Converting First (and Second) Edition Advanced Dungeons and Dragons characters and monsters to the HERO System 5th Edition is not the easiest task in the world, primarily due to AD&D's Level, Hit Dice (and Points), Armor Class, and Saving Throw system. However, it can be done, it just takes work. The conversions presented here are (admittedly) rough ones. I am attempting to capture the flavor the original creature, with most of the powers and abilities intact, but I'm not trying for a perfect translation.
The basic format for translation was taken from Second Edition Fantasy Hero. It works as follows (with some additions from me):
|STR||Based off of the creature's Size (see the HERO System Bestiary, pages 26-27). Note that HERO STR goes much high then 1st & 2nd Edition AD&D STR (which tops out at 25). For the most part, AD&D STR = HERO STR. However, large creatures should get their STR per their size. Thus, we avoid the problem of 20' tall Storm Giants having a "mere" 24 STR and being unable to lift their own body weight.|
|DEX||10 + Hit Dice. Note this means large creatures are also fast creatures. While that works well for demons, devils, and the like, it doesn't work so well for whales and dinosaurs (both of which would have DEX scores of 20-46 using this system). If all else fails, base the DEX off of creatures of similar size found in the HERO System Bestiary.|
|CON||Based off of the CON of creatures of similar size found in the HERO System Bestiary.|
|BODY||8 + (HP/10). Also based off of the creature's Size (see the HERO System Bestiary, pages 26-27).|
|INT||Listed Intelligence. This is often modified per creatures listed in the HERO System Bestiary.|
|EGO||Usually equal to INT. May be modified per creatures listed in the HERO System Bestiary.|
|PRE||Based off of the creature's Size (see the HERO System Bestiary, pages 26-27).|
|COM||Based off of the COM of similar creatures found in the HERO System Bestiary.|
|PD||Usually 2 x Figured.|
|ED||Usually 2 x Figured.|
|SPD||Round up from Figured.|
|Movement||Move/2. Note—this makes many creatures fairly slow, at least in HERO terms. Movement is often modified per the creature's Size.|
|Resistant DEF||8 - Armor Class (minimum of 0). This tends to lead to resistant DEFs in the 3-6 range. A negative Armor Class should simply add to the base 8. So an Armor Class of 0 = 8 DEF, an Armor Class of -1 = 9 DEF. Be aware that AD&D Armor Class also accounts for the creature's DEX. If a low Hit Dice creature has a high Armor Class, then consider increasing the base DEX. If a DEX is listed in the text, then use that value as given.|
|Damage Classes||Max Damage/3. Be aware this can led to some high Damage Class attacks. For example, the remorhaz's red-hot back does 10-100 points of damage in AD&D. This would be (100/3 = 33) either 33 dice of Energy Blast, or 11d6 of Killing Damage. Way more than is needed for the typical game.|
|OCV||3 + HD. This can lead to extremely high OCVs, however.|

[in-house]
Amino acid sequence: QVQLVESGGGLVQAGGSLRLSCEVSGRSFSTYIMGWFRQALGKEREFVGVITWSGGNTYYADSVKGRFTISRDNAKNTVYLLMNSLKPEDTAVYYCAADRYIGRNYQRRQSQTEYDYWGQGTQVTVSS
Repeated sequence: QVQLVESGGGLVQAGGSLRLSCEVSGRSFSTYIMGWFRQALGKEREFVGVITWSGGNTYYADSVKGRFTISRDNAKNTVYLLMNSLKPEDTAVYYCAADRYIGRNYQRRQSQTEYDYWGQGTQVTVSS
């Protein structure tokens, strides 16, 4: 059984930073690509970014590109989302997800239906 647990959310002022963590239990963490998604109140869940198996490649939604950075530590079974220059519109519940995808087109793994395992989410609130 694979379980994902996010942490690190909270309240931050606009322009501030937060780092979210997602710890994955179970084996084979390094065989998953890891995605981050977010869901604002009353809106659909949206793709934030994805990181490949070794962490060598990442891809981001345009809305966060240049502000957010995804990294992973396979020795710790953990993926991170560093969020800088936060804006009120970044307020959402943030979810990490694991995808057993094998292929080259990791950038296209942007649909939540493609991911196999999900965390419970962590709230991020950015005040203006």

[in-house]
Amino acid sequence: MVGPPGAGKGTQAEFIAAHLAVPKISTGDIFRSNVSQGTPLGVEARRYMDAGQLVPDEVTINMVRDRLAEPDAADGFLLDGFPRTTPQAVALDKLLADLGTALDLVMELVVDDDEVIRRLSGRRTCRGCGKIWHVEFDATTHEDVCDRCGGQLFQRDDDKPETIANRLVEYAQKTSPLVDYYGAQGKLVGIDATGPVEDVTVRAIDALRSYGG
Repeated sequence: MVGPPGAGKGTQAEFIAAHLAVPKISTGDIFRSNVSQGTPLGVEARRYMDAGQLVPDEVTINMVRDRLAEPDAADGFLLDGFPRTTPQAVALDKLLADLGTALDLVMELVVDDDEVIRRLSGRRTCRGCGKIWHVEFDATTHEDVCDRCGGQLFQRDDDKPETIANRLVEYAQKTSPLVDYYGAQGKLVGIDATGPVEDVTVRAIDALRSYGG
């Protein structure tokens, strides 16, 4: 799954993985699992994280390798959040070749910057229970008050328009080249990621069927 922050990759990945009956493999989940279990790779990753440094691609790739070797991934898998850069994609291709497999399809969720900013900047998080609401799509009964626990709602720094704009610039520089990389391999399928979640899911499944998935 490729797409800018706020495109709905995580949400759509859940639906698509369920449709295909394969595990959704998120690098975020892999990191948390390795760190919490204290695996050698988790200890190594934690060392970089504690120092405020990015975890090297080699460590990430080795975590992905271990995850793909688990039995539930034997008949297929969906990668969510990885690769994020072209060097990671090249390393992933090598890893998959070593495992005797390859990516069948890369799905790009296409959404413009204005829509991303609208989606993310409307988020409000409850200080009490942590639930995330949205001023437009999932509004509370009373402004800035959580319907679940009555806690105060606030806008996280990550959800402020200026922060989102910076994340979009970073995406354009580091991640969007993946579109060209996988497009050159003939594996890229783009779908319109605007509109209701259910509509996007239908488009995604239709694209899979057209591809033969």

|DCV||(10 + HD)/3.|
While this usually leads to some workable stats there is obviously room for customization, common sense, and general editing. Most other creature powers can be created based on what the text has to say, what we know about AD&D (i.e. all monsters have Infravision), and what similar creatures are capable of in such books as the HERO System Bestiary or the HERO System Asian Bestiary Volumes I and II. Finally, don't forget the various Creature Templates found on pages 21 to 30 of the HERO System Bestiary. They can help fill in various powers and abilities a specific creature many have.
Defenses: Defenses in AD&D can be tricky. Many creatures are immune to certain attack forms. The best way to simulate this is to give the creature Physical or Energy Damage Reduction, Resistant, 3/4, and place a limitation of "Only Versus X" per page 78 of HERO System 5th Edition. Add in 20 DEF Armor, only versus the same sort of attack and you should be all set.
Distance: When converting breath weapons and spell effects, I went with a formula of 1" = 10 yards (AD&D's "outside" scale). Thus, all I had to do was divide any numbers in two to get HERO System game inches.
Time: Remember, in AD&D, 1 Turn is 10 Minutes, 1 (Melee) Round is 1 Minute, 1 Segment is 6 Seconds. Creatures who can cast a spell "Once Per Round" technically can cast said spell once per Minute, which makes said powers virtually useless in HERO's combat system. For the most part, I presume any spell-like ability to be castable once per Phase, while anything that takes 1 Turn to actually take 10 Minutes. This is best simulated as follows: One Recoverable Charge (takes 10 Minutes to recover; -1 1/4). If you wish, make the power recoverable every Turn, thus preserving the AD&D intent while making the power a bit more useful in HERO.
Magic Use: When converting specific spells, I checked the Player's Handbook and did my best to adapt from there. Creatures who have magical ability (i.e. Clerical, Druidical, Illusionist, or Magic User spell levels) simply get an allotment of points to spend on spells and the like. Some creatures, such as the kirin and it's 18th-level magic user ability, might be better served with a Variable Power Pool.